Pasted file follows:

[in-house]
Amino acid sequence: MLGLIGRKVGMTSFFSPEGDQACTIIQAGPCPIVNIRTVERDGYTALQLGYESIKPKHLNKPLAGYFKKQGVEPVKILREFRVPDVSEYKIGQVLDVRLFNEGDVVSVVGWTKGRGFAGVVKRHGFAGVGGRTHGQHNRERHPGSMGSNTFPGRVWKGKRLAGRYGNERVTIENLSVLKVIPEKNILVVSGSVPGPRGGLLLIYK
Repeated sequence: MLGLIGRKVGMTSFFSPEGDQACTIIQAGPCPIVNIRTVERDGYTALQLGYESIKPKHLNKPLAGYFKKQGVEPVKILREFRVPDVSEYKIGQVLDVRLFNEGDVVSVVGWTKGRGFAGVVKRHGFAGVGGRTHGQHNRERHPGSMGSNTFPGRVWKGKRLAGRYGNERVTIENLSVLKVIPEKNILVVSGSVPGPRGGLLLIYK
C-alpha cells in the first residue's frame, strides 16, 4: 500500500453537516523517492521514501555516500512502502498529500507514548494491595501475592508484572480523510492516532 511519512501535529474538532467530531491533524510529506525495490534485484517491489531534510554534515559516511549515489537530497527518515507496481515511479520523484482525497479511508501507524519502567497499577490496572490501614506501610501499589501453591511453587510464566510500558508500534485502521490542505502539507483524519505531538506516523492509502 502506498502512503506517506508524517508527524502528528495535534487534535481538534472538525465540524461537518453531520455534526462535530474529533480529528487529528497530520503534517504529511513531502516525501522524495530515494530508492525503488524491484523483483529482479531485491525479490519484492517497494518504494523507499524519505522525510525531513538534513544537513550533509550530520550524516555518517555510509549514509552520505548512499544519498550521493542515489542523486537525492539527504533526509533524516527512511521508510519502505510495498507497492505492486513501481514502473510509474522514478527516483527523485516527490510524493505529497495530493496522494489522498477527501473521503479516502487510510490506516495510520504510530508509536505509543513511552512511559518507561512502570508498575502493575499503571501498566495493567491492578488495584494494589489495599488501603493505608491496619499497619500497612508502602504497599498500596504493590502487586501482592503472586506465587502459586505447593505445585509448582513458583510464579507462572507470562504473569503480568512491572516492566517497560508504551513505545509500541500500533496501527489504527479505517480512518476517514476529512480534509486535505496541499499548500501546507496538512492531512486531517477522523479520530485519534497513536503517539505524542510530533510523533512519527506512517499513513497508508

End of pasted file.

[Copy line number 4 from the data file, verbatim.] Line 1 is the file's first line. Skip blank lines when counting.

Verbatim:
C-alpha cells in the first residue's frame, strides 16, 4: 500500500453537516523517492521514501555516500512502502498529500507514548494491595501475592508484572480523510492516532 511519512501535529474538532467530531491533524510529506525495490534485484517491489531534510554534515559516511549515489537530497527518515507496481515511479520523484482525497479511508501507524519502567497499577490496572490501614506501610501499589501453591511453587510464566510500558508500534485502521490542505502539507483524519505531538506516523492509502 502506498502512503506517506508524517508527524502528528495535534487534535481538534472538525465540524461537518453531520455534526462535530474529533480529528487529528497530520503534517504529511513531502516525501522524495530515494530508492525503488524491484523483483529482479531485491525479490519484492517497494518504494523507499524519505522525510525531513538534513544537513550533509550530520550524516555518517555510509549514509552520505548512499544519498550521493542515489542523486537525492539527504533526509533524516527512511521508510519502505510495498507497492505492486513501481514502473510509474522514478527516483527523485516527490510524493505529497495530493496522494489522498477527501473521503479516502487510510490506516495510520504510530508509536505509543513511552512511559518507561512502570508498575502493575499503571501498566495493567491492578488495584494494589489495599488501603493505608491496619499497619500497612508502602504497599498500596504493590502487586501482592503472586506465587502459586505447593505445585509448582513458583510464579507462572507470562504473569503480568512491572516492566517497560508504551513505545509500541500500533496501527489504527479505517480512518476517514476529512480534509486535505496541499499548500501546507496538512492531512486531517477522523479520530485519534497513536503517539505524542510530533510523533512519527506512517499513513497508508